Pathologic Nodal Staging Quality and Survival Differences in Non–Small Cell Lung Cancer
Matthew P. Smeltzer, PhD, of the University of Memphis, and colleagues found that intercontinental survival differences may be linked to how well pathologic nodal (pN) staging is done in non–small cell lung cancer (NSCLC). Writing in JAMA Oncology, the authors concluded, "The prognostic value of pN stratification depends on the thoroughness of examination.”
This observational study focused on a population-based database of 2047 consecutive patients. The investigators wanted to determine whether survival was affected by sequentially more stringent definitions of pN staging quality in patients with NSCLC after resection.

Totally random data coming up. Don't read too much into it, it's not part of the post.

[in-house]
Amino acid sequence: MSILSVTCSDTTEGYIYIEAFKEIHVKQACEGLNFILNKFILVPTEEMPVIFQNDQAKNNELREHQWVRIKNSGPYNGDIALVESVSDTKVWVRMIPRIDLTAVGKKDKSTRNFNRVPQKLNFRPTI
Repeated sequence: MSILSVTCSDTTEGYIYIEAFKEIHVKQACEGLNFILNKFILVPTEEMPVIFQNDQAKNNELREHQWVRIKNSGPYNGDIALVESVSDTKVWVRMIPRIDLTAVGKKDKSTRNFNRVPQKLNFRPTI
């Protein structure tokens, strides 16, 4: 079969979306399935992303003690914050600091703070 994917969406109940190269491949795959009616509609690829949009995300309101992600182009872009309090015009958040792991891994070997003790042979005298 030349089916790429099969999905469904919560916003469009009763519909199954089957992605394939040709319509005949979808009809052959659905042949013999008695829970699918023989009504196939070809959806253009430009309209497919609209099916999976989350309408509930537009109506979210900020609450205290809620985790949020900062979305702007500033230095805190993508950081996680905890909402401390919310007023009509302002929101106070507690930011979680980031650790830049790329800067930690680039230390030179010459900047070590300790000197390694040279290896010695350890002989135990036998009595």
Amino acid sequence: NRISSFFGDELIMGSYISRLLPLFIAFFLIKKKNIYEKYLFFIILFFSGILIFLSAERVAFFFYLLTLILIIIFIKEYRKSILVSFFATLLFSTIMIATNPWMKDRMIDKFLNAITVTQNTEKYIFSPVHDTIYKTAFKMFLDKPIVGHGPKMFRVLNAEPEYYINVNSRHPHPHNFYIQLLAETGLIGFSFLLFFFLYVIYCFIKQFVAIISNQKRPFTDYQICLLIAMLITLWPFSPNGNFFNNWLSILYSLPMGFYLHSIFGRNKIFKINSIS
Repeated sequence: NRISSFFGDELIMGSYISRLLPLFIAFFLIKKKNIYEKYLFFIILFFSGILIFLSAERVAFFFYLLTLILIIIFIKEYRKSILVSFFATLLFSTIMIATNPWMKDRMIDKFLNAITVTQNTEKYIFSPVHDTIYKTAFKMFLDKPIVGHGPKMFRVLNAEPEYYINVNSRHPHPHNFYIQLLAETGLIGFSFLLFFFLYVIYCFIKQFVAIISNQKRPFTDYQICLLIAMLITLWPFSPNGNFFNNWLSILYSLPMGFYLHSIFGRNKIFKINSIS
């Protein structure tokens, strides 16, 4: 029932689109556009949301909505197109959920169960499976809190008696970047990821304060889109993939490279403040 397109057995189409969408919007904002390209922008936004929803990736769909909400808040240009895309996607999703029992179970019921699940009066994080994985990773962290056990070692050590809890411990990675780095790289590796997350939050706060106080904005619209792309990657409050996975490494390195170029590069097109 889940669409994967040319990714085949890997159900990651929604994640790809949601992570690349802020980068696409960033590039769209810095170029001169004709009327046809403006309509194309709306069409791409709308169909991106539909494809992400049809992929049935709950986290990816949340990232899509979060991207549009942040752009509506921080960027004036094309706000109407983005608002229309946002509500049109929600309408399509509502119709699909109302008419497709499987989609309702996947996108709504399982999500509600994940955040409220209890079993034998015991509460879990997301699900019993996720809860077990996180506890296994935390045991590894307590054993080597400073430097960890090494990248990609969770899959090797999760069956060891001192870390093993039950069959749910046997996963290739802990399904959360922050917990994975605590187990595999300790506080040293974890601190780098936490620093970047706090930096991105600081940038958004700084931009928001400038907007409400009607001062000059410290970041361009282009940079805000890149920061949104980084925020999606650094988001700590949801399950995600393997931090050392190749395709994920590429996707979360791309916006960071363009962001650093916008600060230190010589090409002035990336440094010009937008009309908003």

Sequential improvement in the N category–stratified 5-year survival of pN0 and pN1 tumors was demonstrated from the least stringent group to the most stringent group. The most “striking” survival improvements were found in the pN1 cohorts with three or more mediastinal nodal stations examined. More stringently defined nodal examination was linked to better separation in survival curves for patients with pN1 and pN2 tumors.
To improve the prognostic value of the TNM staging system, Dr. Smeltzer and colleagues suggested that future updates should include more quality restraints for nodal examination.